HS2 construction bill published by government

The UK government has published a bill today allowing construction and operation of the HS2 high speed railway connecting London to Birmingham.

Following the approval of the Preparation Bill, authorising the government to release financial resources needed for the HS2 development by the House of Lords and the Royal Assent last week, the Hybrid Bill now marks the next step in planning of the controversial project.

The Hybrid Bill, effectively the planning application for the scheme, gives the UK government the powers to construct and operate the Phase One of the HS2 project, foreseen to connect London with Birmingham by 2026.

It will also give those affected by the proposed line the opportunity to petition Parliament, both for and against the proposals, and have their case heard by a committee of MPs.

“HS2 is the most ambitious and important infrastructure project in the UK since we built the M25 30 years ago, and in 30 more it will be just as integral a part of the nation’s prosperity,” said Secretary of State for Transport Patrick McLoughlin.

“The Bill will give us the powers we need to get the railway built and start delivering the extra room on our railways that this country so desperately needs. It will also start the process of rebalancing the economy and bringing our great cities closer together.”

The government will also publish today an environmental statement for Phase One of the scheme. The document sets out in detail the likely significant environmental effects of the scheme.

It will allow those on or near the route to see exactly how they will be affected and give details of the ways in which the railway has been designed to reduce impacts on the landscape.

These measures include around 23 per cent of the line between London and the West Midlands running in tunnels and around 32 per cent lowered into the ground with cuttings
landscaped earthworks.

According to the statement, some 2 million trees will be planted along the route to shield the environment from the noise while the trains itself, utilising Japanese technology, will be fitted with noise-reducing devices. The trains’ wheels might be equipped with fairings, to cut the noise their produce. To boost aerodynamic efficiency and further noise reduction, gaps between trains will be eliminated.

The Phase One of HS2, governed by the currently published Bill, is expected to cost £42.6bn plus £7.5bn for the trains.

A second phase, foreseen to be completed by 2032/33, envisages a Y-shaped extension of the line, taking it from Birmingham to north-west and north east England.

The scheme’s opponents plan to meet in Westminster today to voice their protest against the scheme.

"With the widespread criticism of HS2 from independent bodies, it is quite depressing that MPs and Lords speaking for the project recently are so ill-informed and unwilling to listen to the exceptionally sound arguments which make it clear HS2 should not go ahead,” said Stop HS2 campaign manager Joe Rukin.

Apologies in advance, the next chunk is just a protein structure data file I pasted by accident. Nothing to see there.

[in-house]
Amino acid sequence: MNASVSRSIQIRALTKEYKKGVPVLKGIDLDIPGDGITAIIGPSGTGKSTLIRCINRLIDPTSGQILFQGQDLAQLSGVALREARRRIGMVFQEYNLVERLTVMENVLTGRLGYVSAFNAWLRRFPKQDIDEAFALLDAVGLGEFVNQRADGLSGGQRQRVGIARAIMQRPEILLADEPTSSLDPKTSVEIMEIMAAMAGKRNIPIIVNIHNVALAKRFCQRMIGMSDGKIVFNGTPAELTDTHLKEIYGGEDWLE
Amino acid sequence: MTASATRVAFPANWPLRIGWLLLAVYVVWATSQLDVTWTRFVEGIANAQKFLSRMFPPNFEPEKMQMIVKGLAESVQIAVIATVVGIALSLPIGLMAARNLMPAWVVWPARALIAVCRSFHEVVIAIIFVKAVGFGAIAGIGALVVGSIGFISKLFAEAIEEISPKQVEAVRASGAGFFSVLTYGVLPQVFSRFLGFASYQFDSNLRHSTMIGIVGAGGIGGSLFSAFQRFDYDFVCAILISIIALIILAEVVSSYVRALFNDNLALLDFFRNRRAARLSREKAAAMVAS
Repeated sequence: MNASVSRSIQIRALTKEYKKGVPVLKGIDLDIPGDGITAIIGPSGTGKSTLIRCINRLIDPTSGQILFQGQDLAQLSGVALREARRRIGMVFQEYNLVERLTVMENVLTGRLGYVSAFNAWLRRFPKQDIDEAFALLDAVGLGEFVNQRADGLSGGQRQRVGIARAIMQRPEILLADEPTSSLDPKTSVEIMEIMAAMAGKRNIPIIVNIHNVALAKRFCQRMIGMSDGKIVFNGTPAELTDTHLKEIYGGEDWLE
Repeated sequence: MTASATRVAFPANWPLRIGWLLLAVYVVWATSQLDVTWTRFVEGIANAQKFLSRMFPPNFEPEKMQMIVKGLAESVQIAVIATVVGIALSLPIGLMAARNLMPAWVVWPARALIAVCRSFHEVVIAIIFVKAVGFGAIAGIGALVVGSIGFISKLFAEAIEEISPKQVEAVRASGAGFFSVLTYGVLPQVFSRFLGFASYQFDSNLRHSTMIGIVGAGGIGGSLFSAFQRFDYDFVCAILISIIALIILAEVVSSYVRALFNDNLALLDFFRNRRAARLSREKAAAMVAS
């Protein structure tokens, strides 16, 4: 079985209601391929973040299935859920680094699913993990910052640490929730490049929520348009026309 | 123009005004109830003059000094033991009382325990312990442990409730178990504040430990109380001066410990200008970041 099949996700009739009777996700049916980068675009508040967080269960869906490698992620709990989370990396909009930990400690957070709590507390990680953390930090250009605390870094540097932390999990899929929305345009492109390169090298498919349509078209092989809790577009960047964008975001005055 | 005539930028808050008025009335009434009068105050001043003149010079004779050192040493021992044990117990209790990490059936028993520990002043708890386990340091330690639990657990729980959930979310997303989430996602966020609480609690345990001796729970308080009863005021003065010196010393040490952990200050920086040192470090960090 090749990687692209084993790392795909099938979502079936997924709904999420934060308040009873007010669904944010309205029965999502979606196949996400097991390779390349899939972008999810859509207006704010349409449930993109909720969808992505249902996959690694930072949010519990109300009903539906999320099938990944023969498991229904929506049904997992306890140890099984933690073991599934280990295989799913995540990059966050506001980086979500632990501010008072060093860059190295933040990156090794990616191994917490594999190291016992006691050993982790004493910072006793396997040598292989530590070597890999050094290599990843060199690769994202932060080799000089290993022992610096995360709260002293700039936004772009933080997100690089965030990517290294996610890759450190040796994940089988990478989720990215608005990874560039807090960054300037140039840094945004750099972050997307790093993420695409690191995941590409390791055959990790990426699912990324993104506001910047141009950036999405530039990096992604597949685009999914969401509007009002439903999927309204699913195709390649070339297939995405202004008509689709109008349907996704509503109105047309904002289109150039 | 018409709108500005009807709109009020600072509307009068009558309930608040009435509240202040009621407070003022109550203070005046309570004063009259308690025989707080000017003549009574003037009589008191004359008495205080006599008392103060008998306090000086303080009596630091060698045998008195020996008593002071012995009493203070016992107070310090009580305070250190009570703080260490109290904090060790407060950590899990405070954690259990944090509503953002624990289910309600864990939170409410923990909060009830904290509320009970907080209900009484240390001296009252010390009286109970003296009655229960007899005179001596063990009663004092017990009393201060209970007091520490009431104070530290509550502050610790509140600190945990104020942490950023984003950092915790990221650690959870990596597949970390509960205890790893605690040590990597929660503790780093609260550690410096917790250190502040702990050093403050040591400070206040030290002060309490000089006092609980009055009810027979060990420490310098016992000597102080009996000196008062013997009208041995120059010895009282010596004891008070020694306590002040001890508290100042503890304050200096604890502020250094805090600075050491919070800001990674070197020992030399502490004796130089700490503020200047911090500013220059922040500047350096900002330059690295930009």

"People from up and down the HS2 route are descending on Parliament, not to say they don't want HS2 to come near their homes, but to say that they have studied the plans and justifications for HS2 and that it should be scrapped completely. It is sad that people in affected communities know more about HS2 than the majority of Parliamentarians know about what HS2 means, and we hope to change that."

The government, however, remains adamant the scheme is vital for UK economy and will bring widespread social and economic benefits. "HS2 is absolutely vital for this country, providing a huge economic boost which will generate a return on investment that will continue paying back for generations to come,” said A Department for Transport spokesman said.

"Over the last 15 years the number of long-distance rail journeys in this country has doubled to 125 million a year and without HS2 the key rail routes connecting London, the Midlands and the north of England will soon be overwhelmed.This Bill is a crucial step which will give the Government the powers to start construction, get HS2 built and get on with providing the rail capacity this country needs."

Recently, the scheme and its costs have been criticised by its former Labour proponents including former Labour cabinet ministers Lord Mandelson and Alistair Darling.

The transport union TSSA has warned there is a high risk the controversial rail way might only be convenient for affluent businessmen, unless the government keeps a close watch on future ticket prices.

"This is a railway being paid for by every taxpayer in Britain and everyone should be able to afford to travel on it,” said TSSA leader Manuel Cortes.

"We do not want a repeat of our current system, whereby someone earning just £10,000 a year is subsidising the likes of billionaire tax exile Sir Richard Branson to provide sky-high fares on the West Coast line.”

The Hybrid Bill, published today is not expected to be passed before the next election.

Recent articles

Info Message

Our sites use cookies to support some functionality, and to collect anonymous user data.

Learn more about IET cookies and how to control them